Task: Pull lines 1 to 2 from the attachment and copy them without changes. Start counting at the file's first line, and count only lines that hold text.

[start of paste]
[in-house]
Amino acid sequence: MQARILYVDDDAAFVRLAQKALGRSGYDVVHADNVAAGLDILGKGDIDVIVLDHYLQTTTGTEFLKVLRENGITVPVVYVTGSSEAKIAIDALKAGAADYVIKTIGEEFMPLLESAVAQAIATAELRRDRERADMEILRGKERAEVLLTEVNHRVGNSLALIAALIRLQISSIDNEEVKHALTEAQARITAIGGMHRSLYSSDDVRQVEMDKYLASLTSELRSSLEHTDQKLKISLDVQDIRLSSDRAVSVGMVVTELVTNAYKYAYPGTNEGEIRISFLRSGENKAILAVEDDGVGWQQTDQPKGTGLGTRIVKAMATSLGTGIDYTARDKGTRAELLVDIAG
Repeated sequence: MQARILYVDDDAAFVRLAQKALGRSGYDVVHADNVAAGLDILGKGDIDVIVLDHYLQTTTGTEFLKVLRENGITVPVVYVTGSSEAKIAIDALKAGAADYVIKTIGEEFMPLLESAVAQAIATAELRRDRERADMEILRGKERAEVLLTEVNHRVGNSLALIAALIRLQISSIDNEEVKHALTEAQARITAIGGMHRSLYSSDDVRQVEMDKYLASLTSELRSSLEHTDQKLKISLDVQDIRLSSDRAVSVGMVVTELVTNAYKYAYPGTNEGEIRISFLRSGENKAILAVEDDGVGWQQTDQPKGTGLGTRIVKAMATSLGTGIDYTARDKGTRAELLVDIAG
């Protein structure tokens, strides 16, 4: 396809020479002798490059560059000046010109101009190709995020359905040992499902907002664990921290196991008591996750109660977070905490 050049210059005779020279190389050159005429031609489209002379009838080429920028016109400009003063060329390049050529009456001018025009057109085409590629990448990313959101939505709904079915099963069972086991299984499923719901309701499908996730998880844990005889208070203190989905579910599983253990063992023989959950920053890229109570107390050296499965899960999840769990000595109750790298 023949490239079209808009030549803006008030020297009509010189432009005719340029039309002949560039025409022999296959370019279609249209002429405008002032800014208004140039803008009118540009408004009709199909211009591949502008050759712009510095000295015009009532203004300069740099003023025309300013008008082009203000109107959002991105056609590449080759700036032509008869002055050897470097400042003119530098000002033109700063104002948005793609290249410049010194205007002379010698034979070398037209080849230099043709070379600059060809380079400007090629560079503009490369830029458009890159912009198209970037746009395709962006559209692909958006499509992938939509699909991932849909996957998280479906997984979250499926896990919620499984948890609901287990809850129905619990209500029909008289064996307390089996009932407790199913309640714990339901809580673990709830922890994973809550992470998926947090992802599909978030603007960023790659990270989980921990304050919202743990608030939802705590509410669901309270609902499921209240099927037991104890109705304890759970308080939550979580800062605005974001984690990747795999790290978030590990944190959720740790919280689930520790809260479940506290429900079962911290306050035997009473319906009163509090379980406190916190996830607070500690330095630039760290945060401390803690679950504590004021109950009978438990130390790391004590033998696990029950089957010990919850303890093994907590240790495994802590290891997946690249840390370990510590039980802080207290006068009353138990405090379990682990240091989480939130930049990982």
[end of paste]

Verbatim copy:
[in-house]
Amino acid sequence: MQARILYVDDDAAFVRLAQKALGRSGYDVVHADNVAAGLDILGKGDIDVIVLDHYLQTTTGTEFLKVLRENGITVPVVYVTGSSEAKIAIDALKAGAADYVIKTIGEEFMPLLESAVAQAIATAELRRDRERADMEILRGKERAEVLLTEVNHRVGNSLALIAALIRLQISSIDNEEVKHALTEAQARITAIGGMHRSLYSSDDVRQVEMDKYLASLTSELRSSLEHTDQKLKISLDVQDIRLSSDRAVSVGMVVTELVTNAYKYAYPGTNEGEIRISFLRSGENKAILAVEDDGVGWQQTDQPKGTGLGTRIVKAMATSLGTGIDYTARDKGTRAELLVDIAG